Domestic Economy

Impact of Higher Fuel Prices on Inflation

Impact of Higher Fuel Prices on Inflation
Impact of Higher Fuel Prices on Inflation

Following the government's decision to scrap subsidized gasoline quotas, economists discuss the impact of higher gasoline prices on inflation. The Financial Tribune investigation shows that the new measure is unlikely to raise inflation remarkably, even though it will likely remain the topic of public conversation and grumbling for a long time.

After the official confirmation that smart fuel cards for subsidized fuel will no longer be valid, the Statistical Center of Iran released data on latest consumer price inflation. The CSI figures indicate that inflation in the 12-month period ending on May 21, which marks the end of the second Iranian month Ordibehesht, fell to a record low of 14.3 percent.

Economists disagree on the relationship between fuel prices and inflation. While some argue that higher fuel prices will inevitably fan inflation, others are more doubtful.

Saeed Laylaz, an advisor to former President Mohammad Khatami, and economics professor at Shahid Beheshti University, and Jamshid Pajooyan, former head of the Competition Council, are amongst the most influential critics of the belief that a direct and predictable link between fuel prices and inflation can be established.

Both of these professors argue that other policies, particularly monetary policies, are the more important causes of inflation. They believe the era of easy money under former President Mahmoud Ahmadinejad lies at the root of Iran's inflation problem today. Although higher fuel prices cause higher energy bills, this will only be minimally reflected in inflation, they argue.

In support of this argument, reference is often made to the increase in fuel prices in the Iranian year 1380, which ended in March 2002. While gasoline prices more than doubled from 160 to 380 rials, inflation increased only from 11.4 to 15.8 percent one year after the increase was enacted. Four years later, fuel prices doubled once again only for annual inflation to fall from over 15 percent to around 10 percent (see graph).

Other economists point to what they call the "dangerous influence" of fuel prices on inflation. Hossein Raghfar, economist at Al-Zahra University, cites the 2010 example when Iran launched its first targeted subsidy reform program. Unsubsidized fuel prices went up from 4,000 to 7,000 rials, while inflation rapidly grew from 12.4 percent in the Iranian year ending March 2011, to 21.5 percent the following year.

The Financial Tribune research shows that the relationship between inflation and fuel price increases has never been straight since the first time gasoline became more expensive in 1980. While in 1995, fuel prices doubled, inflation fell by 26 percent. In 2007, fuel prices went up by 400 percent while inflation only expanded by 7 percent. Three years later, fuel prices increased by a much less 75 percent, but inflation grew by a further 9.1 percent (see table).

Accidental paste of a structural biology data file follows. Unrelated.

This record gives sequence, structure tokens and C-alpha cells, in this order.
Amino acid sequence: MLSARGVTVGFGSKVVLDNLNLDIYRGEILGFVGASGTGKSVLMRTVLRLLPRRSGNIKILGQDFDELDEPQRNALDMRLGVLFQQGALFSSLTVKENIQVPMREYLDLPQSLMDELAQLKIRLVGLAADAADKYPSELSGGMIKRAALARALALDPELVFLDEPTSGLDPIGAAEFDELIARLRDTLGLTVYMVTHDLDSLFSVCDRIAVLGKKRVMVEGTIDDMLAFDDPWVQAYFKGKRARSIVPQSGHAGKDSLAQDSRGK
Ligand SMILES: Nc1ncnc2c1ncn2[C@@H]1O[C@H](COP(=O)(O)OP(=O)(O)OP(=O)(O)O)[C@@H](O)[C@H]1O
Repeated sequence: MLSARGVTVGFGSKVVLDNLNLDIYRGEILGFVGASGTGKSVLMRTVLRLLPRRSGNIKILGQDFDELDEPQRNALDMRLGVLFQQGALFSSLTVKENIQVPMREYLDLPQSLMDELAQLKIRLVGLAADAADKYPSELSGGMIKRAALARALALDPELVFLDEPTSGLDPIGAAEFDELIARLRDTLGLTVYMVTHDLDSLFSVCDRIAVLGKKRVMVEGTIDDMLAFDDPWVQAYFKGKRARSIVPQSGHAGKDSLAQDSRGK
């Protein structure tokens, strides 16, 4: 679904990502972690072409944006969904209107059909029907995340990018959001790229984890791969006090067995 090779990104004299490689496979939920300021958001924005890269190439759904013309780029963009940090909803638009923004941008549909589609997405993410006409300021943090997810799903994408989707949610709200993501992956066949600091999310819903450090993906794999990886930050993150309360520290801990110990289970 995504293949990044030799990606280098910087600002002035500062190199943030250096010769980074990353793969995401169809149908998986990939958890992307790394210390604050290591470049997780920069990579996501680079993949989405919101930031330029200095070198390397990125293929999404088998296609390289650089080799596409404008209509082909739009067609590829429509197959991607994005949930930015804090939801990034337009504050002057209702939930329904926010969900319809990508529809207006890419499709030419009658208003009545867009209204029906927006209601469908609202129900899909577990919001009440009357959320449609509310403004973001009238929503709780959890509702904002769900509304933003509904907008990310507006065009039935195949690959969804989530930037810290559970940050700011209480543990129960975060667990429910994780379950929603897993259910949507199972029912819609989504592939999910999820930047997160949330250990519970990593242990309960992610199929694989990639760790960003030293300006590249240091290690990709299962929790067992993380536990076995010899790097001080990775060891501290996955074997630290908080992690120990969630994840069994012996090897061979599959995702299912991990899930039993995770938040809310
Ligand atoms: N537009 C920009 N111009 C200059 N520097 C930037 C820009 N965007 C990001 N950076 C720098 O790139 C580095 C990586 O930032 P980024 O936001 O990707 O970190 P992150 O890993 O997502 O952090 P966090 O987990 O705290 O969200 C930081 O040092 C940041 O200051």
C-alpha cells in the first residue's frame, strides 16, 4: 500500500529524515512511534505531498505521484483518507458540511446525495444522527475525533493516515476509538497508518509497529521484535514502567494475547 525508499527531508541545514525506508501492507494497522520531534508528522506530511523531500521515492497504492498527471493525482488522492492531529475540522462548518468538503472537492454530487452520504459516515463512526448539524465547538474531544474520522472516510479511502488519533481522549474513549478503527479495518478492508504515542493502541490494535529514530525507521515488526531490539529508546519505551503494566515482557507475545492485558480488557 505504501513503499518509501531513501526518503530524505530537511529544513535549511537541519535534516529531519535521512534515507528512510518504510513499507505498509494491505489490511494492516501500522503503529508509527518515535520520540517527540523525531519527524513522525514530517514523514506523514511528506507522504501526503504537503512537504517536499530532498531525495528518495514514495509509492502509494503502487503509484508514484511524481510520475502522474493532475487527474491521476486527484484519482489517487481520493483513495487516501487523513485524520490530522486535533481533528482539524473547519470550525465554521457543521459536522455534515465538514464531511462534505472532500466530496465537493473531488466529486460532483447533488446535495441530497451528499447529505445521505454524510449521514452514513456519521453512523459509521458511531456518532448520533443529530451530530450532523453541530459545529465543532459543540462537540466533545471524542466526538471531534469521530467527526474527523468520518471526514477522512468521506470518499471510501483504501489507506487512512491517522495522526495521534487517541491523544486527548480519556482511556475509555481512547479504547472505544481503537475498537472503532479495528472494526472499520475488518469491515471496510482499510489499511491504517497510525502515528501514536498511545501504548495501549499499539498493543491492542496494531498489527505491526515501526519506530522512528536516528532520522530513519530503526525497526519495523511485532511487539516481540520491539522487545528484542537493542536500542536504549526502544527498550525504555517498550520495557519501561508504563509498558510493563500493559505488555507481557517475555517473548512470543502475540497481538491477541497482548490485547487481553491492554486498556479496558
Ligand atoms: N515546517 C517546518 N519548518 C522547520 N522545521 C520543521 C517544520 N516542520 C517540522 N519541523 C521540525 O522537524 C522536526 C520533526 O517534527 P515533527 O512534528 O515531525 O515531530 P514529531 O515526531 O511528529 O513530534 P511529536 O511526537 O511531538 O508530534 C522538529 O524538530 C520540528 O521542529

Since 2007, there has been a quota system for subsidized gasoline in Iran under which passenger vehicles were given a monthly quota of 60 liters of cheaper fuel, after which they had to fill their tanks using gasoline at an unsubsidized rate. Regular gasoline will now be offered at a single price of 10,000 rials (around 30 cents) for car owners nationwide without quota while the remainder of subsidized gasoline in smart fuel cards, estimated at 2.5 billion liters, can be used by September 22.

The government of President Hassan Rouhani has been highly successful in curbing inflation. While the consumer price index was hitting records of over 35 percent two years ago, the incumbent administration has brought this down to 14.3 percent. At the same time, the government has continued the policy of gradually upping the price of fuel to the Persian Gulf Average in a bid to counter smuggling and reduce overconsumption at home.

Switching to the system where there is only one fixed price for gasoline consumption is unlikely to throw much grit in the works of the government's inflation reduction program.

For one thing, a large portion of inflation after 2010 was caused by the tightening of western sanctions against the Islamic Republic. For another, easy monetary policy, corruption, preferential exchange rates and populist social welfare projects in the past were seen as more influential in accelerating inflation than fuel price rises.

The Rouhani administration has tried to reverse many of these policies. A shrinking government budget and contractionary monetary policies are seen as important reasons for lower inflation now, although they have also been blamed for stifling economic growth and investment.   

Finally, a look at household expenditure data shows that housing and food take up a much larger share of the average family's spending than transport costs. While housing and food expenditures each take up about a third of total household expenditures, the average family only spends about 10 percent of their yearly budget on transport.

While the budgets of many households are already squeezed because of years of falling real wages and inflation, it is unlikely that the end of subsidized fuel will significantly exacerbate that trend.